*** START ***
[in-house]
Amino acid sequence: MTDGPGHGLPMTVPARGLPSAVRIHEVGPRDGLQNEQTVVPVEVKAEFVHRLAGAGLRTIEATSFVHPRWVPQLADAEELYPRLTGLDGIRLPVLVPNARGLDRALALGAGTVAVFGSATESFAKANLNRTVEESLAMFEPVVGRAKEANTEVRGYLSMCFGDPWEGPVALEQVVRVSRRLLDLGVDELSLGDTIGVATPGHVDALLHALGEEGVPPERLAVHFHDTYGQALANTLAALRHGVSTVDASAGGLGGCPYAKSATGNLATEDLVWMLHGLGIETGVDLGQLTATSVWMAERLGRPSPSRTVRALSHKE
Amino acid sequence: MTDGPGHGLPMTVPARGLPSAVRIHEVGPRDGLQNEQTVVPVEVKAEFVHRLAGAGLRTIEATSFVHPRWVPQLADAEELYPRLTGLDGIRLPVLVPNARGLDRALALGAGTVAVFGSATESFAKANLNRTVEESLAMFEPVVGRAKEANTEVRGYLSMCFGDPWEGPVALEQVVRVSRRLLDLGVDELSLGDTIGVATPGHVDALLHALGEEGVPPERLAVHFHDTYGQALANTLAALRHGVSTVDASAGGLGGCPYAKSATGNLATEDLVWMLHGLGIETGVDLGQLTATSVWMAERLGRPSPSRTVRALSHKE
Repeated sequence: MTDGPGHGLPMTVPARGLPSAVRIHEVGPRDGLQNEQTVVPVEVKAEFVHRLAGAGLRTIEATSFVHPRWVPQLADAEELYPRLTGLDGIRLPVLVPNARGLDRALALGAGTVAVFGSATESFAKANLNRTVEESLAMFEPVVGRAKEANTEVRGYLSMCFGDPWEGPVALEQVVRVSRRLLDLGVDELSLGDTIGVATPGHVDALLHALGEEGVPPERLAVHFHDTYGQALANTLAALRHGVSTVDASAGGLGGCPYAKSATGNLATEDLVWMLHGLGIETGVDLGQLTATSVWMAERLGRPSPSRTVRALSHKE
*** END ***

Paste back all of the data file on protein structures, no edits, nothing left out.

[in-house]
Amino acid sequence: MTDGPGHGLPMTVPARGLPSAVRIHEVGPRDGLQNEQTVVPVEVKAEFVHRLAGAGLRTIEATSFVHPRWVPQLADAEELYPRLTGLDGIRLPVLVPNARGLDRALALGAGTVAVFGSATESFAKANLNRTVEESLAMFEPVVGRAKEANTEVRGYLSMCFGDPWEGPVALEQVVRVSRRLLDLGVDELSLGDTIGVATPGHVDALLHALGEEGVPPERLAVHFHDTYGQALANTLAALRHGVSTVDASAGGLGGCPYAKSATGNLATEDLVWMLHGLGIETGVDLGQLTATSVWMAERLGRPSPSRTVRALSHKE
Amino acid sequence: MTDGPGHGLPMTVPARGLPSAVRIHEVGPRDGLQNEQTVVPVEVKAEFVHRLAGAGLRTIEATSFVHPRWVPQLADAEELYPRLTGLDGIRLPVLVPNARGLDRALALGAGTVAVFGSATESFAKANLNRTVEESLAMFEPVVGRAKEANTEVRGYLSMCFGDPWEGPVALEQVVRVSRRLLDLGVDELSLGDTIGVATPGHVDALLHALGEEGVPPERLAVHFHDTYGQALANTLAALRHGVSTVDASAGGLGGCPYAKSATGNLATEDLVWMLHGLGIETGVDLGQLTATSVWMAERLGRPSPSRTVRALSHKE
Repeated sequence: MTDGPGHGLPMTVPARGLPSAVRIHEVGPRDGLQNEQTVVPVEVKAEFVHRLAGAGLRTIEATSFVHPRWVPQLADAEELYPRLTGLDGIRLPVLVPNARGLDRALALGAGTVAVFGSATESFAKANLNRTVEESLAMFEPVVGRAKEANTEVRGYLSMCFGDPWEGPVALEQVVRVSRRLLDLGVDELSLGDTIGVATPGHVDALLHALGEEGVPPERLAVHFHDTYGQALANTLAALRHGVSTVDASAGGLGGCPYAKSATGNLATEDLVWMLHGLGIETGVDLGQLTATSVWMAERLGRPSPSRTVRALSHKE